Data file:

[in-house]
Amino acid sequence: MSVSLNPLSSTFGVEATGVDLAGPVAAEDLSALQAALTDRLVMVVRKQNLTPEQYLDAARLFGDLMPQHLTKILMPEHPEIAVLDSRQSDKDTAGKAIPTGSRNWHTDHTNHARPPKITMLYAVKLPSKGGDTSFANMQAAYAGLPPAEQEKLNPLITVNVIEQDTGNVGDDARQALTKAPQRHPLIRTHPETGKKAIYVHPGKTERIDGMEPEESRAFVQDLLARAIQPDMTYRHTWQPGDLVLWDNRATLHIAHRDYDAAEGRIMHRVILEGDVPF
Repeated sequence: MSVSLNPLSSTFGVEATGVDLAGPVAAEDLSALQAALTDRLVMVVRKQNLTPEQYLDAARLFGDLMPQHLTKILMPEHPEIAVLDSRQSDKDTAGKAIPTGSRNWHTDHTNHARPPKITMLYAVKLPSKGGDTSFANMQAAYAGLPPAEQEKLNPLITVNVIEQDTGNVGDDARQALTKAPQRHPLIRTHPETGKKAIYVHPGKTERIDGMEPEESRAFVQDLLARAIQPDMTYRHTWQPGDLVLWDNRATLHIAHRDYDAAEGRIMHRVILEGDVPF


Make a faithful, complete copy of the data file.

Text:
[in-house]
Amino acid sequence: MSVSLNPLSSTFGVEATGVDLAGPVAAEDLSALQAALTDRLVMVVRKQNLTPEQYLDAARLFGDLMPQHLTKILMPEHPEIAVLDSRQSDKDTAGKAIPTGSRNWHTDHTNHARPPKITMLYAVKLPSKGGDTSFANMQAAYAGLPPAEQEKLNPLITVNVIEQDTGNVGDDARQALTKAPQRHPLIRTHPETGKKAIYVHPGKTERIDGMEPEESRAFVQDLLARAIQPDMTYRHTWQPGDLVLWDNRATLHIAHRDYDAAEGRIMHRVILEGDVPF
Repeated sequence: MSVSLNPLSSTFGVEATGVDLAGPVAAEDLSALQAALTDRLVMVVRKQNLTPEQYLDAARLFGDLMPQHLTKILMPEHPEIAVLDSRQSDKDTAGKAIPTGSRNWHTDHTNHARPPKITMLYAVKLPSKGGDTSFANMQAAYAGLPPAEQEKLNPLITVNVIEQDTGNVGDDARQALTKAPQRHPLIRTHPETGKKAIYVHPGKTERIDGMEPEESRAFVQDLLARAIQPDMTYRHTWQPGDLVLWDNRATLHIAHRDYDAAEGRIMHRVILEGDVPF